Sinn Féin - On Your Side

714 patients waiting on hospital trolleys ‘a new low’ for Government – Pearse Doherty TD

12 March, 2018 - by Pearse Doherty TD


Speaking amid reports that the number of patients on trolleys has reached 714 patients, the highest on record, Sinn Féin Finance spokesperson Pearse Doherty TD has said this marks ‘a new low’ for the Government.

Deputy Doherty said;

“The latest figures from the INMO showing 714 patients waiting on hospital trolleys are a new low for this Government and their ongoing failure to deal with the trolley crisis head on.

“Over the past three months the number of people on trolleys has steadily increased and shows no signs of decreasing. We cannot allow this to become normalised.

“One patient waiting on a trolley for treatment is one too many.

“Anybody in the Government who feels this is not an emergency issue reaching breaking point does not grasp the reality of the crisis in our emergency services.

“This crisis can be addressed with the political will to fully implement all of the recommendations in the Sláintecare report. This will go a long way in addressing the systematic problems facing hospitals.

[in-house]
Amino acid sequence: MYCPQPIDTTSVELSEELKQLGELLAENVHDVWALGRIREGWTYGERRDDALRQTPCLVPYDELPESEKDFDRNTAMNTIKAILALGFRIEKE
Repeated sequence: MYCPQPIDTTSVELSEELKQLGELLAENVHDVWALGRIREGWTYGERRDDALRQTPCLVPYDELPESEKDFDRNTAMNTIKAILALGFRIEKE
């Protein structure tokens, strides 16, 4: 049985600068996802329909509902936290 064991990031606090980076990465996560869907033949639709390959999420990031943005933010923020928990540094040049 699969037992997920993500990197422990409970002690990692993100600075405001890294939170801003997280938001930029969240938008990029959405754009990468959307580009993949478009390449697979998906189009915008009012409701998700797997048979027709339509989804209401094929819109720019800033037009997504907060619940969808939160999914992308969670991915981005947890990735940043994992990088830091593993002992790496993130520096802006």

“This must be the political priority for Minister Simon Harris over any St. Patrick’s Day travel arrangements the Minister may have.

“Finally, I urge Minister Harris to implement the recommendations of our Sinn Féin Private Members Business motion, passed unanimously by the Dáil in January that would tackle and stabilise the trolley crisis.

“The motion sought to ensure the Emergency Department Taskforce works on a permanent basis monitoring the situation nationwide and reports on problems to be proactively tackled to increasing investment for transitional care beds, adequate step-down facilities, home care packages, and home help hours to ensure that all patients who can be moved home or to a more appropriate care setting are.

“We cannot shy away from vigorously holding the Government to account for this scandal, and we will continue to do so.”

Connect with Sinn Féin